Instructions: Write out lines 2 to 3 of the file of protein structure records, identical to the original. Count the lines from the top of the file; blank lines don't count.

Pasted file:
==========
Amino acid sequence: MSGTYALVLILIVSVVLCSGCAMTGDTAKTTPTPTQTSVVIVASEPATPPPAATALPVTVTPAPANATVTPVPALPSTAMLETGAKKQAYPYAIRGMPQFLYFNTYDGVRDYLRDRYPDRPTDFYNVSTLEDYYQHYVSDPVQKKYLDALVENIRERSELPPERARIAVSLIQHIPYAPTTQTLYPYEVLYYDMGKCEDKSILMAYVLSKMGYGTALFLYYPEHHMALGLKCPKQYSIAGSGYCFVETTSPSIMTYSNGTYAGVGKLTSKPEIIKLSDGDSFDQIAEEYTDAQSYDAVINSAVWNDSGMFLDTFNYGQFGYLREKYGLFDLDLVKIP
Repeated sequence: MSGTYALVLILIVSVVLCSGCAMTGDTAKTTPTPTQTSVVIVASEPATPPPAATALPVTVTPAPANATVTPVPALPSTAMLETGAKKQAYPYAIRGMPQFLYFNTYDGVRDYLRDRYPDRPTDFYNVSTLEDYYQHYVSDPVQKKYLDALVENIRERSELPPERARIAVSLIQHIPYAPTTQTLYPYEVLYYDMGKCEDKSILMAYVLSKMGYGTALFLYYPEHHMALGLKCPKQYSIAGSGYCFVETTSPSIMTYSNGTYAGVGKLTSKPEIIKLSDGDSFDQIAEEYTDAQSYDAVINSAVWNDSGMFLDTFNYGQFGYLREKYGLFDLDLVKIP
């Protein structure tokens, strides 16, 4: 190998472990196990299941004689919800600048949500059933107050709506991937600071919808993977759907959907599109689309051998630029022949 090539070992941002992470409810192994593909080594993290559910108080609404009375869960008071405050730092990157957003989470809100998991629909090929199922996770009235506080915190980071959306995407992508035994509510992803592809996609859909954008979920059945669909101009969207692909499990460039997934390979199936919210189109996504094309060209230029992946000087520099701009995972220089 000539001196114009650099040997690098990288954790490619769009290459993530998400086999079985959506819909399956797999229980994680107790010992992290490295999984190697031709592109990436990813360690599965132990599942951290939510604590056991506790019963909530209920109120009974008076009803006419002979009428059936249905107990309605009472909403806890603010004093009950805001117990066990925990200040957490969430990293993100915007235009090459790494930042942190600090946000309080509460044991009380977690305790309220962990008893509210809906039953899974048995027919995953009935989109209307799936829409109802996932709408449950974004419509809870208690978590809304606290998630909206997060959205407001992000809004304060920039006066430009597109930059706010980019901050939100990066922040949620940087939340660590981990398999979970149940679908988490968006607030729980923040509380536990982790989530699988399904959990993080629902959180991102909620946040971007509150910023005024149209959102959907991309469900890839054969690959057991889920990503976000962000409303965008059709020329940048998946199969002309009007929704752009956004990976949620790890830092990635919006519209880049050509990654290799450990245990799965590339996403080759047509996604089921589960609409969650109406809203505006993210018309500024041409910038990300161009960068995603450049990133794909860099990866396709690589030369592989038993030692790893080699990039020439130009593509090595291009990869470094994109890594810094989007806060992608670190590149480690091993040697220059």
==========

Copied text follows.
Repeated sequence: MSGTYALVLILIVSVVLCSGCAMTGDTAKTTPTPTQTSVVIVASEPATPPPAATALPVTVTPAPANATVTPVPALPSTAMLETGAKKQAYPYAIRGMPQFLYFNTYDGVRDYLRDRYPDRPTDFYNVSTLEDYYQHYVSDPVQKKYLDALVENIRERSELPPERARIAVSLIQHIPYAPTTQTLYPYEVLYYDMGKCEDKSILMAYVLSKMGYGTALFLYYPEHHMALGLKCPKQYSIAGSGYCFVETTSPSIMTYSNGTYAGVGKLTSKPEIIKLSDGDSFDQIAEEYTDAQSYDAVINSAVWNDSGMFLDTFNYGQFGYLREKYGLFDLDLVKIP
């Protein structure tokens, strides 16, 4: 190998472990196990299941004689919800600048949500059933107050709506991937600071919808993977759907959907599109689309051998630029022949 090539070992941002992470409810192994593909080594993290559910108080609404009375869960008071405050730092990157957003989470809100998991629909090929199922996770009235506080915190980071959306995407992508035994509510992803592809996609859909954008979920059945669909101009969207692909499990460039997934390979199936919210189109996504094309060209230029992946000087520099701009995972220089 000539001196114009650099040997690098990288954790490619769009290459993530998400086999079985959506819909399956797999229980994680107790010992992290490295999984190697031709592109990436990813360690599965132990599942951290939510604590056991506790019963909530209920109120009974008076009803006419002979009428059936249905107990309605009472909403806890603010004093009950805001117990066990925990200040957490969430990293993100915007235009090459790494930042942190600090946000309080509460044991009380977690305790309220962990008893509210809906039953899974048995027919995953009935989109209307799936829409109802996932709408449950974004419509809870208690978590809304606290998630909206997060959205407001992000809004304060920039006066430009597109930059706010980019901050939100990066922040949620940087939340660590981990398999979970149940679908988490968006607030729980923040509380536990982790989530699988399904959990993080629902959180991102909620946040971007509150910023005024149209959102959907991309469900890839054969690959057991889920990503976000962000409303965008059709020329940048998946199969002309009007929704752009956004990976949620790890830092990635919006519209880049050509990654290799450990245990799965590339996403080759047509996604089921589960609409969650109406809203505006993210018309500024041409910038990300161009960068995603450049990133794909860099990866396709690589030369592989038993030692790893080699990039020439130009593509090595291009990869470094994109890594810094989007806060992608670190590149480690091993040697220059």